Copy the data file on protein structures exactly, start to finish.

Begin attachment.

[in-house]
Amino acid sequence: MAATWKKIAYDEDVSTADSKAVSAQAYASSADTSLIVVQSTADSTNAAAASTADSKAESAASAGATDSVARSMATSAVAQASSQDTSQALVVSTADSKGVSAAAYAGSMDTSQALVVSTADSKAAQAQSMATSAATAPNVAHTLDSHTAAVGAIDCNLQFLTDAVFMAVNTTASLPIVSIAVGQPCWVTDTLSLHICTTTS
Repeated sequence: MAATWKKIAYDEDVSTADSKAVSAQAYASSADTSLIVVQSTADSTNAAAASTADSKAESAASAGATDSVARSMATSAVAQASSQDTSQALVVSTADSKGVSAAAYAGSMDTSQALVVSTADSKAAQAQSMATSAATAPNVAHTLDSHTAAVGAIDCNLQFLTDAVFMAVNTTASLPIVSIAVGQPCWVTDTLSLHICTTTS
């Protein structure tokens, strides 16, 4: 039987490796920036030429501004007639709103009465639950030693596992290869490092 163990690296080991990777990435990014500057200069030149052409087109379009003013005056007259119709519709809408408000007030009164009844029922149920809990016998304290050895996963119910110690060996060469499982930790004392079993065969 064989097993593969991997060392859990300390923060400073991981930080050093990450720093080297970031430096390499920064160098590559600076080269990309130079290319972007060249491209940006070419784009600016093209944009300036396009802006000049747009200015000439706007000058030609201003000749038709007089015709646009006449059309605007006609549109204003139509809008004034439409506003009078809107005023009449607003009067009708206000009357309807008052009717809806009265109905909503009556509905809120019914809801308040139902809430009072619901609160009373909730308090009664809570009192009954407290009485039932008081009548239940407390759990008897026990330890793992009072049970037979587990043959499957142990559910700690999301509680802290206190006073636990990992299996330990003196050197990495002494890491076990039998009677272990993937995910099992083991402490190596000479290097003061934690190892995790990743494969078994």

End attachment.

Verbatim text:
[in-house]
Amino acid sequence: MAATWKKIAYDEDVSTADSKAVSAQAYASSADTSLIVVQSTADSTNAAAASTADSKAESAASAGATDSVARSMATSAVAQASSQDTSQALVVSTADSKGVSAAAYAGSMDTSQALVVSTADSKAAQAQSMATSAATAPNVAHTLDSHTAAVGAIDCNLQFLTDAVFMAVNTTASLPIVSIAVGQPCWVTDTLSLHICTTTS
Repeated sequence: MAATWKKIAYDEDVSTADSKAVSAQAYASSADTSLIVVQSTADSTNAAAASTADSKAESAASAGATDSVARSMATSAVAQASSQDTSQALVVSTADSKGVSAAAYAGSMDTSQALVVSTADSKAAQAQSMATSAATAPNVAHTLDSHTAAVGAIDCNLQFLTDAVFMAVNTTASLPIVSIAVGQPCWVTDTLSLHICTTTS
């Protein structure tokens, strides 16, 4: 039987490796920036030429501004007639709103009465639950030693596992290869490092 163990690296080991990777990435990014500057200069030149052409087109379009003013005056007259119709519709809408408000007030009164009844029922149920809990016998304290050895996963119910110690060996060469499982930790004392079993065969 064989097993593969991997060392859990300390923060400073991981930080050093990450720093080297970031430096390499920064160098590559600076080269990309130079290319972007060249491209940006070419784009600016093209944009300036396009802006000049747009200015000439706007000058030609201003000749038709007089015709646009006449059309605007006609549109204003139509809008004034439409506003009078809107005023009449607003009067009708206000009357309807008052009717809806009265109905909503009556509905809120019914809801308040139902809430009072619901609160009373909730308090009664809570009192009954407290009485039932008081009548239940407390759990008897026990330890793992009072049970037979587990043959499957142990559910700690999301509680802290206190006073636990990992299996330990003196050197990495002494890491076990039998009677272990993937995910099992083991402490190596000479290097003061934690190892995790990743494969078994």